I attended a Las Vegas City Council meeting this week and was pleased to see their opening ceremonies feature several literacy projects as part of Nevada Reading Week. They celebrated essay contest winners, approved grants to schools, and introduced the availability of free books available in converted newspaper stands as part of a community book exchange like Little Free Libraries. Then, part of Council business involved discussion about programs within the Nevada System of Higher Education (NSHE) to better support the local community education efforts. I appreciated that the Mayor allowed me to speak briefly about the College of Southern Nevada (CSN) hosting a Short Term Rental Certification Course regarding "best practices" within this emerging industry. They recognized the benefits to the community that this continuing education course can bring. We certainly appreciate their full and continued support. Education can be a bridge to better communication, understanding, and collaboration.

See (about 35 minutes into the broadcast for the quotes about the literacy projects and about an hour and half for the NSHE presentation)

Mayor Carolyn Goodman, an accomplished educator and administrator, spoke several times about the need for children to gain a love for reading good books. She said, "Hopefully all of you who are invited to read in schools or wherever,... do it!"

Councilwoman Michelle Fiore offered some tips parents and grandparents can use "when teaching children how to learn how to study." When we read with our children, she suggested we have the child read the content back to us and if they encounter a word they don't know, to have them read the definition of the word in a handy children's dictionary. She explained, "Once he knows the meaning of a word, you see him light up! He gets it and he'll remember what he reads!"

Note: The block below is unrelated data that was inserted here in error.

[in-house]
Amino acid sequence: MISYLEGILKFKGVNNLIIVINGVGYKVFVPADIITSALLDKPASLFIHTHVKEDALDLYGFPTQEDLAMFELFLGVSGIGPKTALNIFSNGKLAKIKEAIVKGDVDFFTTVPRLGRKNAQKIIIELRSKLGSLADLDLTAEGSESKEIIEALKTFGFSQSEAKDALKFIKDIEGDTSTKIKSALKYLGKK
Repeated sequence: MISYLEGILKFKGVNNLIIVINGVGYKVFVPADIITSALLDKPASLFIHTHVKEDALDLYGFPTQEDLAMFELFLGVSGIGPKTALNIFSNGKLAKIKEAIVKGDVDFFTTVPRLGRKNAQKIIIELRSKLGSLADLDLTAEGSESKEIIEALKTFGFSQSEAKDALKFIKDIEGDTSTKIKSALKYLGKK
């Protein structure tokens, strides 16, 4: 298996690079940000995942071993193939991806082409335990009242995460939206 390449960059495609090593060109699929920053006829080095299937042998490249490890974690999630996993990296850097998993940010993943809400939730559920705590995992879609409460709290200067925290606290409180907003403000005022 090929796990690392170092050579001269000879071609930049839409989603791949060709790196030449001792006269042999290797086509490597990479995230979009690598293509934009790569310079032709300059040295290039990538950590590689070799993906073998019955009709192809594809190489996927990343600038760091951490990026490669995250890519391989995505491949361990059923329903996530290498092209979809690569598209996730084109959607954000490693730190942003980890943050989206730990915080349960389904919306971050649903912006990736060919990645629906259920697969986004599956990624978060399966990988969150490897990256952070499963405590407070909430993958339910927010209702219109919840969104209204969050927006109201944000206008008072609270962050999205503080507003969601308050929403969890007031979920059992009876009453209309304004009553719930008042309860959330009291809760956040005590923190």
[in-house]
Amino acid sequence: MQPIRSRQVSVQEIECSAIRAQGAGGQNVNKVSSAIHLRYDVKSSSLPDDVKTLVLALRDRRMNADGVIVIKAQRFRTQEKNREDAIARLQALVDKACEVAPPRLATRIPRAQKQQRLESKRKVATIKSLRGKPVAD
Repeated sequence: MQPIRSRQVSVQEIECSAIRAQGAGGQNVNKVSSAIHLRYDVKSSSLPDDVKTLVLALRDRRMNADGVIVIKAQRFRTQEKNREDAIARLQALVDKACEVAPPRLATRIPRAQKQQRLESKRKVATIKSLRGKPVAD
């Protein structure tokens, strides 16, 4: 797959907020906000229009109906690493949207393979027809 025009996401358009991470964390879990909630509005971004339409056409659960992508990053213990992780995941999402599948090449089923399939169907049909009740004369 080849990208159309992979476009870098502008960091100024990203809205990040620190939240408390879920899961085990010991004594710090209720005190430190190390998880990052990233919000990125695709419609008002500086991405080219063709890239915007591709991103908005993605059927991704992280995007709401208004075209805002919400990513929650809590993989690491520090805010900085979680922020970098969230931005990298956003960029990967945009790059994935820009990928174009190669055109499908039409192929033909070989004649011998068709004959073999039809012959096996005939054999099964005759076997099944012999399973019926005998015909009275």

The Councilwoman's advice is in line with the studies cited in the Psychology Today article mentioned earlier. Denworth says that "reading to young children is an easy and obvious way to expose them to language. It expands their vocabularies—you don’t have to go to the zoo, for instance, to talk about camels and elephants. And reading gives parents something to talk about." Discussing the meaning of words and the message behind a story can also enhance the minds of young readers and help them use this new understanding to create a foundation for values and life skills.

And reading can be fun and entertaining. Councilman Steve Seroka spoke about reading to elementary school children, too, and his choice of books for these readings usually comes from Dr. Seuss. I love the sing-song poetry style of this series of classic books, too.

Video from YouTube:

Adults holding positions of authority who share their love of reading can be powerful examples to children and adults! All who spoke about literacy at this meeting pointed out, though, that the most important place for children to learn to read is in their homes, from their parents. One of the educators who presented to the Las Vegas City Council stated that the number of books found within a home is an indicator of the education level and potential of those within that home. (As an avid book collector, I was especially excited about this bit of information).

Mayor Goodman further defined book reading as "the great equalizer" and called it "the key." I whole-heartedly agree and look forward to taking my new collection of classic stories, along with a children's dictionary, to share my love of reading and learning with my grandchildren!

How do you help children gain a love for reading good books?